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Ich will schweigen : Johann Hermann Schein and the Leipzig Stadtpfeifer tradition
Full detailed contents after review
Alice Foccroulle (soprano)
Béatrice Mayo-Felip (soprano)
Reinoud Van Mechelen (tenor)
Marc Meisel (organ: a = 440-442 Hz; tuned in meantone temperament with 7 pure thirds (D#/ E-flat at compromise pitch)).
InAlto/Lambert Colson
rec. January 2014, Gottorf Castle, Schleswig, Germany. DDD.
CD booklet includes texts and translations - not supplied with download.
Reviewed as 24-bit lossless download, also available in mp3 and 16-bit lossless.
RAMÉE RAM1401 [62:42]

Johann Hermann Schein, Kantor of the church of Saint Thomas in Leipzig from 1616, was one of a group of North German composers who were sensible to the new style coming out of Italy. Of that group Schütz is the best known.  It’s high time that Schein, Scheidt and Demantius also came into their own.  There are several recordings of Schein’s Israels Brünnlein (Fontana d’Israel) – review of most recent* – and there are recordings of his lighter music, Banchetto Musicale of 1617 (in A Musical Banquet, Hesperion XX on a Virgin/Erato budget twofer 5620282, with music by the Gabrielis and Scheidt), so this recording which casts its net wider is very welcome.

The sub-title of this collection is Johann Hermann Schein and the Leipzig Stadtpfeifer tradition, since he uses instruments such as the cornet, trombone and dulcian, as employed by the Stadtpfeifer and Ratsmusiker, guilds of instrumentalists attached to the City of Leipzig since the 15th century. As Schein was J.S. Bach’s predecessor at the Thomaskirche, the programme ends appropriately with JSB’s music, taking in Johann Schelle, Gottfried Reiche and others along the way and thus providing an interesting pendant to the Carus recording of Bach’s predecessors:Thomaskantoren vor Bach (83.342 – review and review).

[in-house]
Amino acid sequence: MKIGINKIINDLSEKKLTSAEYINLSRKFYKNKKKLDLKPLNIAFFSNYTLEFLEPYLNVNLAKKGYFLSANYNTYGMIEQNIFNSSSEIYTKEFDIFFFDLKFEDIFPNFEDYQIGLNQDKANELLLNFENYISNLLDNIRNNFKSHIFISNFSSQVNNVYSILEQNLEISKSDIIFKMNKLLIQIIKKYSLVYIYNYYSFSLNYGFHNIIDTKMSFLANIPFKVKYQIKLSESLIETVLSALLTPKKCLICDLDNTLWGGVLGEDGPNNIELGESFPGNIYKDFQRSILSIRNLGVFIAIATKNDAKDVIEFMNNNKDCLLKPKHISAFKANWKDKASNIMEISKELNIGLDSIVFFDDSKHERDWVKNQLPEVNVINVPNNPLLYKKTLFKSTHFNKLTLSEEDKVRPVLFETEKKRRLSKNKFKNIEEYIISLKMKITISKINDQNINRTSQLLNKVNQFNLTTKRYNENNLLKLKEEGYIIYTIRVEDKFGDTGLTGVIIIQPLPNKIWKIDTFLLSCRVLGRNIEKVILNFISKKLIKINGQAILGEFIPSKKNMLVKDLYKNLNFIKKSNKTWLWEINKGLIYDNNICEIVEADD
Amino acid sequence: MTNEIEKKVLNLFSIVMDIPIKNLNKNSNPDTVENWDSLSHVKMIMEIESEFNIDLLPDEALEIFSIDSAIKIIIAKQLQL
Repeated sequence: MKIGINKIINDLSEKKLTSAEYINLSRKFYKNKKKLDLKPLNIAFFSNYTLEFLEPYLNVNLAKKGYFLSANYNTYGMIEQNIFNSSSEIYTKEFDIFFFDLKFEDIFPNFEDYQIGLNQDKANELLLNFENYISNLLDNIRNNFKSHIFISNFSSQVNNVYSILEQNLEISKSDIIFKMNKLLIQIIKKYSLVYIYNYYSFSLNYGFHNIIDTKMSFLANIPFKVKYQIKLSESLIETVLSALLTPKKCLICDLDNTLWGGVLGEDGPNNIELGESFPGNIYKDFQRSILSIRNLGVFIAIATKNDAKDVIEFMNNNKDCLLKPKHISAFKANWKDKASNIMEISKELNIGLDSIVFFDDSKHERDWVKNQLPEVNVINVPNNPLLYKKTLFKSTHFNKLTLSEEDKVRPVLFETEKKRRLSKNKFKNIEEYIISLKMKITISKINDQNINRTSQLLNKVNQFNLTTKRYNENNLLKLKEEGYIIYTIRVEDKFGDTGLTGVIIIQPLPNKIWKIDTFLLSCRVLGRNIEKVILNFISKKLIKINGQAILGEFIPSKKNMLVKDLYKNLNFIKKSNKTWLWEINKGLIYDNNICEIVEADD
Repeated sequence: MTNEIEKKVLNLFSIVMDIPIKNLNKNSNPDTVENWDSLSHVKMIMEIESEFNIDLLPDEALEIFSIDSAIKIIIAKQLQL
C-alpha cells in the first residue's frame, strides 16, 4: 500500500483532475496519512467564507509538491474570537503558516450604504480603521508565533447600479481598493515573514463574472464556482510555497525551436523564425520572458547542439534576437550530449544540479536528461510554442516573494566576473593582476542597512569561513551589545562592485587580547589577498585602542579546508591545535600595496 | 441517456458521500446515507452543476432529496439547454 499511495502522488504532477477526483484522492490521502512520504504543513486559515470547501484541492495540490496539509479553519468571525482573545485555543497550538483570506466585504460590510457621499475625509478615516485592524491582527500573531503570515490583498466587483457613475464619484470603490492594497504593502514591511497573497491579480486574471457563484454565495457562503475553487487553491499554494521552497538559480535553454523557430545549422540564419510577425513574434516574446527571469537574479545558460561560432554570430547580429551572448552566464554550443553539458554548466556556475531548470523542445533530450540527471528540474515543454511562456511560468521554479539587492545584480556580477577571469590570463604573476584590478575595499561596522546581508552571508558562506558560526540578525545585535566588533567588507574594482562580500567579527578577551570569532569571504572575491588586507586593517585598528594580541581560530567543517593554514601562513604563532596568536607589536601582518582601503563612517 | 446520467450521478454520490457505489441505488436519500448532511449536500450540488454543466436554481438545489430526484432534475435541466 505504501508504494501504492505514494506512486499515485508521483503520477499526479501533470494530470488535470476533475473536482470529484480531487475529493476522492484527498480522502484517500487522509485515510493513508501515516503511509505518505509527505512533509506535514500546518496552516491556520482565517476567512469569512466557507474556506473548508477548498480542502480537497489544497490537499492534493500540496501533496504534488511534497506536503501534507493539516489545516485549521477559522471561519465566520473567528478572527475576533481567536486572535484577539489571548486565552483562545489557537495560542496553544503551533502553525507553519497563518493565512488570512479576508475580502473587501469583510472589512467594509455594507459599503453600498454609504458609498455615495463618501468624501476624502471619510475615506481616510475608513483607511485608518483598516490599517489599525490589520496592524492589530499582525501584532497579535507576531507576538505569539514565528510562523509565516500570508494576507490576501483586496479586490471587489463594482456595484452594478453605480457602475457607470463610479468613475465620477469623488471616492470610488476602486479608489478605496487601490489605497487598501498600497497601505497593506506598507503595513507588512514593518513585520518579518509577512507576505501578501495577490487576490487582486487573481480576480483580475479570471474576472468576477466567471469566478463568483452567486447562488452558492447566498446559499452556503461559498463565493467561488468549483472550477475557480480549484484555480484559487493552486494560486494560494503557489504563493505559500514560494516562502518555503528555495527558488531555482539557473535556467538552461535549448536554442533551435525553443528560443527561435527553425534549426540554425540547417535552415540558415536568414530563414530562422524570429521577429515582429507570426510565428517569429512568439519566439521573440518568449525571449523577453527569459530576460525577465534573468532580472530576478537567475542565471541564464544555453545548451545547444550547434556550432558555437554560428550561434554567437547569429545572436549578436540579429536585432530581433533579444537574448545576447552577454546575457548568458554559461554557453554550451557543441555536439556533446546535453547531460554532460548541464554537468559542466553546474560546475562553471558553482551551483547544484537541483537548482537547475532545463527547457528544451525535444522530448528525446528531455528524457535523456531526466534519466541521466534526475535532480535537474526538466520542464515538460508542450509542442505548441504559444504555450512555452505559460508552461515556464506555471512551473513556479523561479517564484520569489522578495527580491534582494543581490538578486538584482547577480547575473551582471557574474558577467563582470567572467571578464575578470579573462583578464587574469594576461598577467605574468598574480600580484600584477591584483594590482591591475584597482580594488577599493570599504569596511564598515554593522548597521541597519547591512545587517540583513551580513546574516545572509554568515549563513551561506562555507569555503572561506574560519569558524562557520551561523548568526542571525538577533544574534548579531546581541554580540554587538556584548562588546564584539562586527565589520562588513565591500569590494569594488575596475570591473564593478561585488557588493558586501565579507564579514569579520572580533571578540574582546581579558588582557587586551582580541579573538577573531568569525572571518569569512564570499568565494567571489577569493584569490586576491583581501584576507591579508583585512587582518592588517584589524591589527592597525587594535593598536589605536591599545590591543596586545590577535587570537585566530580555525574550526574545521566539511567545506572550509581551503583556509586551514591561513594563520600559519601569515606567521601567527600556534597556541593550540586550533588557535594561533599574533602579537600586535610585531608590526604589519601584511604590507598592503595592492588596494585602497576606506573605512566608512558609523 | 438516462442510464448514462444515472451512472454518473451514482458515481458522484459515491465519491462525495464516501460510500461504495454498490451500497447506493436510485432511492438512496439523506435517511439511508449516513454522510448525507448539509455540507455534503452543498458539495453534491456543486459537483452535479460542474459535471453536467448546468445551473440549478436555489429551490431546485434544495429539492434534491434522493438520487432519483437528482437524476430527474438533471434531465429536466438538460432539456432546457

The music is all attractive: apart from the opening work, included in the Banchetto Musicale, and the other short instrumental pieces interspersed, all Schein’s music here is religious.  Some of the works attributed to Schütz may actually be music which he brought back from Venice.  There’s no such problem of attribution with any of the music in this programme; it’s often highly indebted to the likes of the Gabrielis, but none the worse for that.   There’s no indication that the Thirty Years War was devastating swathes of North Germany at the time – none of the sparsity of scoring found in Schütz’s Passions of the period.

Several of the works included here have no rivals in the current UK catalogue.  Performances from the three soloists and the instrumentalists make a strong case for this repertoire and the late 16th-century organ of Gottorf Castle is ideal for the music.

The 24-bit download from sounds fine but the lack of a booklet is a serious problem.  The download is in mp3 only but comes with booklet.  Subscribers to Naxos Music Library will also find the booklet there.  It contains the texts in German and Latin with English and French translations.  The English versions are not always idiomatic: the Book of Common Prayer offers a more poetic version of Ich will schweigen (Psalm 39) and one more in keeping with Luther’s German: I became dumb, and opened not my mouth; for it was thy doing./Take thy plague away from me: I am even consumed by the means of thy heavy hand./When thou with rebukes dost chasten man for sin, thou makest his beauty to consume away, like as it were a moth fretting a garment: every man therefore is but vanity.

This is a collection to which I shall be returning.

* I’m also pleased to see Konrad Junghänel’s benchmark recording with Cantus Cölln back in circulation at mid-price (Deutsche Harmonia Mundi 88697568802).

Brian Wilson

Detailed contents :
Johann Hermann SCHEIN (1586-1630) Canzon a5 ‘Corollarium’ (1615) [4:19]; Ich will schweigen [5:53]
Johann KRIEGER (1652-1735) Fantasia in d (1697) [1:50]
Johann Hermann SCHEIN Exaudiat te Dominus (1626) [8:16]; Suite VII (1617) [7:48]
Heinrich BACH (1615-1692) Erbarm dich mein, O Herre Gott [3:05]
Johann Hermann SCHEIN Erbarm dich mein, O Herre Gott (1618) [3:25]
Gottfried REICHE (1667-1734) Fuga XII à 4 (1696) [3:13]
Johann Hermann SCHEIN Herr Christ, der einig Gottes Sohn (1618) [1:58]
Johann SCHELLE (1648-1701) Nun komm, der Heiden Heiland [2:15]
Gottfried REICHE Sonatina à 4 (1696) [3:21]
Johann Hermann SCHEIN Mach dich auf, werde Licht (1626) [6:32]; Paduana à 4 (1617) [2:09]
Heinrich SCHEIDEMANN (1595-1663) In dich hab ich gehoffet, Herr [5:42]
Johann Sebastian BACH (1685-1750) Fuga sopra Durch Adams Fall ist ganz verderbt, BWV705 [2:47]